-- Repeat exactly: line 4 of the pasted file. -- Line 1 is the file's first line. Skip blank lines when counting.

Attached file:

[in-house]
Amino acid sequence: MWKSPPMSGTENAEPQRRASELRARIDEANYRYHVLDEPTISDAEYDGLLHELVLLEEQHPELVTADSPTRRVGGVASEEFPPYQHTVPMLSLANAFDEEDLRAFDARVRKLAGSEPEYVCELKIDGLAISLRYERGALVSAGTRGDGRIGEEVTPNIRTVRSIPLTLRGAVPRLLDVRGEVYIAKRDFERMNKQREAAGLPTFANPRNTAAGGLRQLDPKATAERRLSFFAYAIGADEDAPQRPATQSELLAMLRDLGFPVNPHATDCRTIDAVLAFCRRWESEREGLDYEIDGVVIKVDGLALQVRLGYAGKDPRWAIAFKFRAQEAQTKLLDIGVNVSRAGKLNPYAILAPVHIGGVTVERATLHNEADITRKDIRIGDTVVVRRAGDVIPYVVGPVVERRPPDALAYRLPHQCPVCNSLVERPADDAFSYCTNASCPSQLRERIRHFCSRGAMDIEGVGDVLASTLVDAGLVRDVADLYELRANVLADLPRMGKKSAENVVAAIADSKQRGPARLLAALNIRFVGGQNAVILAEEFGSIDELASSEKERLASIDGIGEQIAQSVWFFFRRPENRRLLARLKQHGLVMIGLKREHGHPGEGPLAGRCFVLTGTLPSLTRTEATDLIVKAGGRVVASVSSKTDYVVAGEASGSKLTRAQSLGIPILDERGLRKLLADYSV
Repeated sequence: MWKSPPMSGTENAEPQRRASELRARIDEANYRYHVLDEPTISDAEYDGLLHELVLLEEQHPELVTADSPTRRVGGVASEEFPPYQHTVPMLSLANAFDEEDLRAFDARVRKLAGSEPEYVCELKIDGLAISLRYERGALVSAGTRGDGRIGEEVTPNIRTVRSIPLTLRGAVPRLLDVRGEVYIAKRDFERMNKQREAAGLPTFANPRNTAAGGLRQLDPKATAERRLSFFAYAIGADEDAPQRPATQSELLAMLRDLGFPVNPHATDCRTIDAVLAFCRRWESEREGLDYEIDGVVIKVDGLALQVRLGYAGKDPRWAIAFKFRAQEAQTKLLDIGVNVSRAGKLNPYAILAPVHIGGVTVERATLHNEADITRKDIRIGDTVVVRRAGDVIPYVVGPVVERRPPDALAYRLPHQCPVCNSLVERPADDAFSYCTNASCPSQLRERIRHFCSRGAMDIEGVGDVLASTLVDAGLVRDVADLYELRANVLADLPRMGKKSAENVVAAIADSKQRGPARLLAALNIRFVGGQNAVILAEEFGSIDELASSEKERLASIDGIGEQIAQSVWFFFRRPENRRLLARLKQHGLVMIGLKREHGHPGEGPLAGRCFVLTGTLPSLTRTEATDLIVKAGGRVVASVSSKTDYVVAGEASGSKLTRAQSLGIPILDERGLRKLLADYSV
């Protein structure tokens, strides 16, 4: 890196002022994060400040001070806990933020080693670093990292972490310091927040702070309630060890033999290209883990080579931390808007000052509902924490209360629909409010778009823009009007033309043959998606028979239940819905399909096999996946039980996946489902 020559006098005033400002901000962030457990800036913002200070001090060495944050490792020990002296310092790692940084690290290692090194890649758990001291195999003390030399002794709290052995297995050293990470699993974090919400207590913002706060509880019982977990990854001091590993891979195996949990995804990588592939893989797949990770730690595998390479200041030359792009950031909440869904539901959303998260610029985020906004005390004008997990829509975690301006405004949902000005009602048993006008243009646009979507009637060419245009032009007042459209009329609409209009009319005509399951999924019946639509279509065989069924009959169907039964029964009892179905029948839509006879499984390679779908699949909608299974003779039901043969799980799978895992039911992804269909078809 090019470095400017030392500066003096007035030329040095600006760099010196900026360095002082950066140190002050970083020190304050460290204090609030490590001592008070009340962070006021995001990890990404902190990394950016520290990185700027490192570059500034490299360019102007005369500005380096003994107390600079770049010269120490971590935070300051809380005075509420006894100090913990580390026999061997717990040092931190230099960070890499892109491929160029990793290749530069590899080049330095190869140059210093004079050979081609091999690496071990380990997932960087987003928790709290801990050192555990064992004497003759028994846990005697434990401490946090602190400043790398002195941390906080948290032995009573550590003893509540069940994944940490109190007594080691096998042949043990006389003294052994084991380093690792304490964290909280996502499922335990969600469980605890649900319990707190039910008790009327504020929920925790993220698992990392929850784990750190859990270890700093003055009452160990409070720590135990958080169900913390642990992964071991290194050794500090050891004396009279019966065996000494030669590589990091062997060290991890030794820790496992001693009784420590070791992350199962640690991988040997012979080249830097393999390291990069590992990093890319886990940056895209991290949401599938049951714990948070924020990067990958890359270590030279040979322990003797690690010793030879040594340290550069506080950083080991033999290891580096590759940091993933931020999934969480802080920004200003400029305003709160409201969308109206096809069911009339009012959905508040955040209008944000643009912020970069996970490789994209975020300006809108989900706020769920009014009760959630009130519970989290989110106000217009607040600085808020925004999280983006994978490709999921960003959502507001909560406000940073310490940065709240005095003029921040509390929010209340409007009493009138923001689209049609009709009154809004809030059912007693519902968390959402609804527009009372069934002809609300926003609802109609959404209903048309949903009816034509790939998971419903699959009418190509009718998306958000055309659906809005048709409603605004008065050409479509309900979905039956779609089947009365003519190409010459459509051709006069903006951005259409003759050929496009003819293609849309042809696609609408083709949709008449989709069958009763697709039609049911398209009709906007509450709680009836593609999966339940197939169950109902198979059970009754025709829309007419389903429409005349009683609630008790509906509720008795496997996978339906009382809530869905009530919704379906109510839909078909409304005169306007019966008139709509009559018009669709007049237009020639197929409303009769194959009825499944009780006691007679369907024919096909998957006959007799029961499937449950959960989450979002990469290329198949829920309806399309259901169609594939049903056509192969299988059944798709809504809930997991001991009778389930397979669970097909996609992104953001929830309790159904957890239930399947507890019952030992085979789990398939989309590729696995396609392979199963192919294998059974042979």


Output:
């Protein structure tokens, strides 16, 4: 890196002022994060400040001070806990933020080693670093990292972490310091927040702070309630060890033999290209883990080579931390808007000052509902924490209360629909409010778009823009009007033309043959998606028979239940819905399909096999996946039980996946489902 020559006098005033400002901000962030457990800036913002200070001090060495944050490792020990002296310092790692940084690290290692090194890649758990001291195999003390030399002794709290052995297995050293990470699993974090919400207590913002706060509880019982977990990854001091590993891979195996949990995804990588592939893989797949990770730690595998390479200041030359792009950031909440869904539901959303998260610029985020906004005390004008997990829509975690301006405004949902000005009602048993006008243009646009979507009637060419245009032009007042459209009329609409209009009319005509399951999924019946639509279509065989069924009959169907039964029964009892179905029948839509006879499984390679779908699949909608299974003779039901043969799980799978895992039911992804269909078809 090019470095400017030392500066003096007035030329040095600006760099010196900026360095002082950066140190002050970083020190304050460290204090609030490590001592008070009340962070006021995001990890990404902190990394950016520290990185700027490192570059500034490299360019102007005369500005380096003994107390600079770049010269120490971590935070300051809380005075509420006894100090913990580390026999061997717990040092931190230099960070890499892109491929160029990793290749530069590899080049330095190869140059210093004079050979081609091999690496071990380990997932960087987003928790709290801990050192555990064992004497003759028994846990005697434990401490946090602190400043790398002195941390906080948290032995009573550590003893509540069940994944940490109190007594080691096998042949043990006389003294052994084991380093690792304490964290909280996502499922335990969600469980605890649900319990707190039910008790009327504020929920925790993220698992990392929850784990750190859990270890700093003055009452160990409070720590135990958080169900913390642990992964071991290194050794500090050891004396009279019966065996000494030669590589990091062997060290991890030794820790496992001693009784420590070791992350199962640690991988040997012979080249830097393999390291990069590992990093890319886990940056895209991290949401599938049951714990948070924020990067990958890359270590030279040979322990003797690690010793030879040594340290550069506080950083080991033999290891580096590759940091993933931020999934969480802080920004200003400029305003709160409201969308109206096809069911009339009012959905508040955040209008944000643009912020970069996970490789994209975020300006809108989900706020769920009014009760959630009130519970989290989110106000217009607040600085808020925004999280983006994978490709999921960003959502507001909560406000940073310490940065709240005095003029921040509390929010209340409007009493009138923001689209049609009709009154809004809030059912007693519902968390959402609804527009009372069934002809609300926003609802109609959404209903048309949903009816034509790939998971419903699959009418190509009718998306958000055309659906809005048709409603605004008065050409479509309900979905039956779609089947009365003519190409010459459509051709006069903006951005259409003759050929496009003819293609849309042809696609609408083709949709008449989709069958009763697709039609049911398209009709906007509450709680009836593609999966339940197939169950109902198979059970009754025709829309007419389903429409005349009683609630008790509906509720008795496997996978339906009382809530869905009530919704379906109510839909078909409304005169306007019966008139709509009559018009669709007049237009020639197929409303009769194959009825499944009780006691007679369907024919096909998957006959007799029961499937449950959960989450979002990469290329198949829920309806399309259901169609594939049903056509192969299988059944798709809504809930997991001991009778389930397979669970097909996609992104953001929830309790159904957890239930399947507890019952030992085979789990398939989309590729696995396609392979199963192919294998059974042979």